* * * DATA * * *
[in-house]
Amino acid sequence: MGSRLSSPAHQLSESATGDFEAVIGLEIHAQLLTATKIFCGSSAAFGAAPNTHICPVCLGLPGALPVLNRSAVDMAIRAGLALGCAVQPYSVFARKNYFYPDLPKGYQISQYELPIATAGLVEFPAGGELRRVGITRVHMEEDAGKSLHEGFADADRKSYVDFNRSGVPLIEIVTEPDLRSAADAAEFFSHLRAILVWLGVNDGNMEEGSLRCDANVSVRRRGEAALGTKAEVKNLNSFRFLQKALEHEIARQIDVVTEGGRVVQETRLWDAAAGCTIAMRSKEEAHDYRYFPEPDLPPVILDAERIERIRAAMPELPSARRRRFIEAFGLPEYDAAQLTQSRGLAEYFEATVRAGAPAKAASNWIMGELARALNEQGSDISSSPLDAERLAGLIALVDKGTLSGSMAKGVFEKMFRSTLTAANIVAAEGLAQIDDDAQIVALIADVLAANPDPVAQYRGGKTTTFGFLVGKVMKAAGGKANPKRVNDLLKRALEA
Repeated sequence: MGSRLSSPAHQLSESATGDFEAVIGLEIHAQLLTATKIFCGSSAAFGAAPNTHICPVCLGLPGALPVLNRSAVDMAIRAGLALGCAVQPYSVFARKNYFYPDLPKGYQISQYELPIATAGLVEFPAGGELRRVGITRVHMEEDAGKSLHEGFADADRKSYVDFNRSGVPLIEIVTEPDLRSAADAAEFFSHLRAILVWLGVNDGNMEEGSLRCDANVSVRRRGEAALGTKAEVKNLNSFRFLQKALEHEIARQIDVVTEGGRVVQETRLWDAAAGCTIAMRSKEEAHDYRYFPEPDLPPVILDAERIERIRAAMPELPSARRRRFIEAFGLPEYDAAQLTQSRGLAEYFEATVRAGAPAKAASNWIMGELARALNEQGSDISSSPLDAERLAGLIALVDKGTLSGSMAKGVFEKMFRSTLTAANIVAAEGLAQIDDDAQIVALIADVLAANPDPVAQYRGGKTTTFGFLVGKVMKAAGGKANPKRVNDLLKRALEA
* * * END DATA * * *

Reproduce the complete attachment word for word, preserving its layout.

[in-house]
Amino acid sequence: MGSRLSSPAHQLSESATGDFEAVIGLEIHAQLLTATKIFCGSSAAFGAAPNTHICPVCLGLPGALPVLNRSAVDMAIRAGLALGCAVQPYSVFARKNYFYPDLPKGYQISQYELPIATAGLVEFPAGGELRRVGITRVHMEEDAGKSLHEGFADADRKSYVDFNRSGVPLIEIVTEPDLRSAADAAEFFSHLRAILVWLGVNDGNMEEGSLRCDANVSVRRRGEAALGTKAEVKNLNSFRFLQKALEHEIARQIDVVTEGGRVVQETRLWDAAAGCTIAMRSKEEAHDYRYFPEPDLPPVILDAERIERIRAAMPELPSARRRRFIEAFGLPEYDAAQLTQSRGLAEYFEATVRAGAPAKAASNWIMGELARALNEQGSDISSSPLDAERLAGLIALVDKGTLSGSMAKGVFEKMFRSTLTAANIVAAEGLAQIDDDAQIVALIADVLAANPDPVAQYRGGKTTTFGFLVGKVMKAAGGKANPKRVNDLLKRALEA
Repeated sequence: MGSRLSSPAHQLSESATGDFEAVIGLEIHAQLLTATKIFCGSSAAFGAAPNTHICPVCLGLPGALPVLNRSAVDMAIRAGLALGCAVQPYSVFARKNYFYPDLPKGYQISQYELPIATAGLVEFPAGGELRRVGITRVHMEEDAGKSLHEGFADADRKSYVDFNRSGVPLIEIVTEPDLRSAADAAEFFSHLRAILVWLGVNDGNMEEGSLRCDANVSVRRRGEAALGTKAEVKNLNSFRFLQKALEHEIARQIDVVTEGGRVVQETRLWDAAAGCTIAMRSKEEAHDYRYFPEPDLPPVILDAERIERIRAAMPELPSARRRRFIEAFGLPEYDAAQLTQSRGLAEYFEATVRAGAPAKAASNWIMGELARALNEQGSDISSSPLDAERLAGLIALVDKGTLSGSMAKGVFEKMFRSTLTAANIVAAEGLAQIDDDAQIVALIADVLAANPDPVAQYRGGKTTTFGFLVGKVMKAAGGKANPKRVNDLLKRALEA